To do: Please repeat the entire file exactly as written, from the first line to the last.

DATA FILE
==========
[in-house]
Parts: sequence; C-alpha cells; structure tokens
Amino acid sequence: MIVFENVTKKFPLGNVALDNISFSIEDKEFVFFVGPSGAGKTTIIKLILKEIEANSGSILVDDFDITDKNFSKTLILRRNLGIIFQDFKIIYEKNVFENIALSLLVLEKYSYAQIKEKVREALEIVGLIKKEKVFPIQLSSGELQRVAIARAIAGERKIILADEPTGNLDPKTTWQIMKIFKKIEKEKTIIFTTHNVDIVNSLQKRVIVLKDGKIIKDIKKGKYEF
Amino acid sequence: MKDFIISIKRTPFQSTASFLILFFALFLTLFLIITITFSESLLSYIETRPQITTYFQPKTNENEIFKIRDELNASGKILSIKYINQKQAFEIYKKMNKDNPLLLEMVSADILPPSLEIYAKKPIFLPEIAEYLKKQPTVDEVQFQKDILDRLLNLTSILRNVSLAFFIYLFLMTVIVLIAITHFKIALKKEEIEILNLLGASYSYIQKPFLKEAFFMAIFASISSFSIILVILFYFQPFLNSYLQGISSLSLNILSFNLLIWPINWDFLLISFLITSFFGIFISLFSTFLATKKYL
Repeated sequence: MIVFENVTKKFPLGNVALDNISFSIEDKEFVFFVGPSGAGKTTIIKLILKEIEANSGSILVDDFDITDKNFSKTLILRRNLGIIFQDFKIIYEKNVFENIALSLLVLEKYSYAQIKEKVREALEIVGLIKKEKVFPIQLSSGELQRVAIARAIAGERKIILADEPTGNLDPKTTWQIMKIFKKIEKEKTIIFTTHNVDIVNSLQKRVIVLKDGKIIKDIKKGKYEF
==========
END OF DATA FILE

[in-house]
Parts: sequence; C-alpha cells; structure tokens
Amino acid sequence: MIVFENVTKKFPLGNVALDNISFSIEDKEFVFFVGPSGAGKTTIIKLILKEIEANSGSILVDDFDITDKNFSKTLILRRNLGIIFQDFKIIYEKNVFENIALSLLVLEKYSYAQIKEKVREALEIVGLIKKEKVFPIQLSSGELQRVAIARAIAGERKIILADEPTGNLDPKTTWQIMKIFKKIEKEKTIIFTTHNVDIVNSLQKRVIVLKDGKIIKDIKKGKYEF
Amino acid sequence: MKDFIISIKRTPFQSTASFLILFFALFLTLFLIITITFSESLLSYIETRPQITTYFQPKTNENEIFKIRDELNASGKILSIKYINQKQAFEIYKKMNKDNPLLLEMVSADILPPSLEIYAKKPIFLPEIAEYLKKQPTVDEVQFQKDILDRLLNLTSILRNVSLAFFIYLFLMTVIVLIAITHFKIALKKEEIEILNLLGASYSYIQKPFLKEAFFMAIFASISSFSIILVILFYFQPFLNSYLQGISSLSLNILSFNLLIWPINWDFLLISFLITSFFGIFISLFSTFLATKKYL
Repeated sequence: MIVFENVTKKFPLGNVALDNISFSIEDKEFVFFVGPSGAGKTTIIKLILKEIEANSGSILVDDFDITDKNFSKTLILRRNLGIIFQDFKIIYEKNVFENIALSLLVLEKYSYAQIKEKVREALEIVGLIKKEKVFPIQLSSGELQRVAIARAIAGERKIILADEPTGNLDPKTTWQIMKIFKKIEKEKTIIFTTHNVDIVNSLQKRVIVLKDGKIIKDIKKGKYEF